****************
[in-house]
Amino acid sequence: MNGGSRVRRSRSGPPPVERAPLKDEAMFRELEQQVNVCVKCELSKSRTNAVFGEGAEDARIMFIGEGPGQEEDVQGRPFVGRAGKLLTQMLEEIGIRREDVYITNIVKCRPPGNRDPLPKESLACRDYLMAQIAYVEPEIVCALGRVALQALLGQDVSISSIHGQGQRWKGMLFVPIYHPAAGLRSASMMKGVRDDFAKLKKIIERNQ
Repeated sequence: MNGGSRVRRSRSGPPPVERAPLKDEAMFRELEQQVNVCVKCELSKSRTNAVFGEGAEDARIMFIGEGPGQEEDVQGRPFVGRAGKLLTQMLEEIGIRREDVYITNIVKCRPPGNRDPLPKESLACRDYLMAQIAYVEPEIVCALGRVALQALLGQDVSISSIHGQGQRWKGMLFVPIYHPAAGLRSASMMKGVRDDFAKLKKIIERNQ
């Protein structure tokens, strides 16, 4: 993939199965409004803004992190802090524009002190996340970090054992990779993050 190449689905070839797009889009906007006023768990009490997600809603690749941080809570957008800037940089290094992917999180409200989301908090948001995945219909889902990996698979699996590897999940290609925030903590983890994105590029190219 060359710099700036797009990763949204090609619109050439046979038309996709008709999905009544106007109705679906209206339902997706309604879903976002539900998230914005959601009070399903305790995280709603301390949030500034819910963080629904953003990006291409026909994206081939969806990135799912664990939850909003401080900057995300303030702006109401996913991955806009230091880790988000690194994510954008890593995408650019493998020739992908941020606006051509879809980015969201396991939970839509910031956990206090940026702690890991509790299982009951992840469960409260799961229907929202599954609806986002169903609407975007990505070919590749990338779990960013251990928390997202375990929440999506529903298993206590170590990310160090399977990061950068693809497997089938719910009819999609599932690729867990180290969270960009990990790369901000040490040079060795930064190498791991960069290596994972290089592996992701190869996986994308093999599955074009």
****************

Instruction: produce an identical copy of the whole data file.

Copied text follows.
[in-house]
Amino acid sequence: MNGGSRVRRSRSGPPPVERAPLKDEAMFRELEQQVNVCVKCELSKSRTNAVFGEGAEDARIMFIGEGPGQEEDVQGRPFVGRAGKLLTQMLEEIGIRREDVYITNIVKCRPPGNRDPLPKESLACRDYLMAQIAYVEPEIVCALGRVALQALLGQDVSISSIHGQGQRWKGMLFVPIYHPAAGLRSASMMKGVRDDFAKLKKIIERNQ
Repeated sequence: MNGGSRVRRSRSGPPPVERAPLKDEAMFRELEQQVNVCVKCELSKSRTNAVFGEGAEDARIMFIGEGPGQEEDVQGRPFVGRAGKLLTQMLEEIGIRREDVYITNIVKCRPPGNRDPLPKESLACRDYLMAQIAYVEPEIVCALGRVALQALLGQDVSISSIHGQGQRWKGMLFVPIYHPAAGLRSASMMKGVRDDFAKLKKIIERNQ
């Protein structure tokens, strides 16, 4: 993939199965409004803004992190802090524009002190996340970090054992990779993050 190449689905070839797009889009906007006023768990009490997600809603690749941080809570957008800037940089290094992917999180409200989301908090948001995945219909889902990996698979699996590897999940290609925030903590983890994105590029190219 060359710099700036797009990763949204090609619109050439046979038309996709008709999905009544106007109705679906209206339902997706309604879903976002539900998230914005959601009070399903305790995280709603301390949030500034819910963080629904953003990006291409026909994206081939969806990135799912664990939850909003401080900057995300303030702006109401996913991955806009230091880790988000690194994510954008890593995408650019493998020739992908941020606006051509879809980015969201396991939970839509910031956990206090940026702690890991509790299982009951992840469960409260799961229907929202599954609806986002169903609407975007990505070919590749990338779990960013251990928390997202375990929440999506529903298993206590170590990310160090399977990061950068693809497997089938719910009819999609599932690729867990180290969270960009990990790369901000040490040079060795930064190498791991960069290596994972290089592996992701190869996986994308093999599955074009």